Five years ago my husband, two kids and I pulled into the driveway of our new house in the Chicago suburbs, a geographic region roughly four times larger than any place we’d lived before. Other than a few people we casually encountered during my husband’s job interview process, we didn’t know a single soul. Not one.
It was three days before Christmas.
You can imagine our surprise then, when two days before Christmas our doorbell rang. My husband’s new coworker, Mike, and his wife, Anita, stood on our porch with a gift basket: welcome to your new home, welcome to your new job, welcome to your new life. And by the way, Merry Christmas.
At the time I had no idea that the woman standing in my living room that day was the co-host of a nationally syndicated radio program soon to be awarded the National Radio Broadcasting Program of the Year. And I had no idea that our common passion for God, for women and our favorite cafe would not only forge a friendship, but continually overlap our circles, ultimately providing me with the privilege of scribbling in the margins of her unpublished manuscript. A manuscript that almost five years after our Christmas encounter would become her first book: What Women Tell Me: Finding Freedom from the Secrets We Keep.
The subtitle grabs me now more than ever, especially when I look back on that December day and realize the things I really had no idea about: that sitting on my couch was a woman who had survived the unending grind of single parenthood, a woman who had been deeply wounded by lonlieness and divorce and, perhaps most surprisingly, a woman who had endured the devastating effects of a spouse addicted to pornography. (For the record, Mike was the one who came later. . . riding the horse . . . wearing the full suit of armor).
It seems to be the way it goes for us, doesn’t it? Seeing the polished exterior and then being surprised when the inside isn’t just as shiny?
It’s why Anita wrote her book.
Because she knows that secrets are dangerous and that often they fester in people whose lives are so pretty on the outside that no one would ever suspect that they’re actually dying a slow emotional death. Secrets carried by the people who sit next to us in church, who pass us in the hall at work, who chat with us at little league games, who post chummy one-liners on their FB status. Secrets carried by people like you and people like me.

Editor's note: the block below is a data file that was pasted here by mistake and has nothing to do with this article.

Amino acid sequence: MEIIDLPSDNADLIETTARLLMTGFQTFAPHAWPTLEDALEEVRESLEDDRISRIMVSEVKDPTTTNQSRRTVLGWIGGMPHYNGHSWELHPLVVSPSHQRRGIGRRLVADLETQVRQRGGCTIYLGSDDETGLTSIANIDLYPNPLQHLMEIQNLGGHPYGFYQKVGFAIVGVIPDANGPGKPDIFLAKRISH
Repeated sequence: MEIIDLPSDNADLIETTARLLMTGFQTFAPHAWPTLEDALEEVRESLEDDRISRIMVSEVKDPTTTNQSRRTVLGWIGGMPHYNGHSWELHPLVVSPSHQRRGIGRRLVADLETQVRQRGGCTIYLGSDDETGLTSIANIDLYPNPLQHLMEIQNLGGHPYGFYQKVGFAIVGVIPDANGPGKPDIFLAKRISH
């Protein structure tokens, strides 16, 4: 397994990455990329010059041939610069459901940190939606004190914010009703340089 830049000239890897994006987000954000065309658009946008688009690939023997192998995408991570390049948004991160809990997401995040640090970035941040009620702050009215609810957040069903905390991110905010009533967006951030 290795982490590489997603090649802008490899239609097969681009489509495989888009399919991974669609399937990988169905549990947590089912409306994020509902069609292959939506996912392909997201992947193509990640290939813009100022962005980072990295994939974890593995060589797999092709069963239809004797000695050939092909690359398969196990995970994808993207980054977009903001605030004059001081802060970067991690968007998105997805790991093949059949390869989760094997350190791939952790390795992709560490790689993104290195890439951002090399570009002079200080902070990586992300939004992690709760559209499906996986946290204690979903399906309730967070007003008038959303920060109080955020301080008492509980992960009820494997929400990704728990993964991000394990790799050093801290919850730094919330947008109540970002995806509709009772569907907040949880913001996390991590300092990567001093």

Secrets from which Anita desperately wants us to be set free.
“We think we are all alone, that no one else is in our same situation,” Anita said. “And we believe that if others really knew, I mean really had a clue about our secrets they’d never want to be in relationship with us. In fact we think they’d turn tail and run for the hills so we remain paralyzed and we live a lie. Wherever there are secrets there is darkness.”
But what if it didn’t have to be that way?
What if God really does have the power to heal and transform even the darkest parts of us? What if, as Larry Crabb tells Anita (p. 194), “You are this beautiful mare that has been confined to a horse trailer; you’ve been pulled around in that horse trailer for years, but someone has just opened the back gate, and you’ve come out of that trailer and you’re free.”?
What Women Tell Me shares the stories of Anita’s listeners — women who have experienced despair in the midst of domestic violence, eating disorders, sexual addiction, lonliness and divorce — as well as Anita’s own story in response. The convergence of these two experiences not only gives Anita a unique perspective, but has ignited her passion to communicate freedom to burdened souls, freedom given by the One who knows all of our secrets and loves us in spite of every single one.
If you would, take a moment to check out the book (and by check out I mean buy) and Anita’s website. Pass it on to your friends.
Just one caveat: When you read Chapter 2, the part about how she used to wear a two-inch square pendant with a fist on it that said, “I am a revolutionary and my hero is Jesus Christ,” go easy on her. I promise she’s come a long, long way. I guarantee if she showed up on your doorstep two days before Christmas, you’d become fast friends too.
Congratulations Anita. It’s a privilege to share your work here on this blog.
READ ME: One last thing! I have a FREE AUTOGRAPHED copy of the book to give to one lucky blog reader. All you have to do is leave a comment on the blog (not on my FB page!) by Friday, January 21, in response to this post. Anita will stop by and pick her favorite comment and I will mail you an autographed copy of the book. Just do it!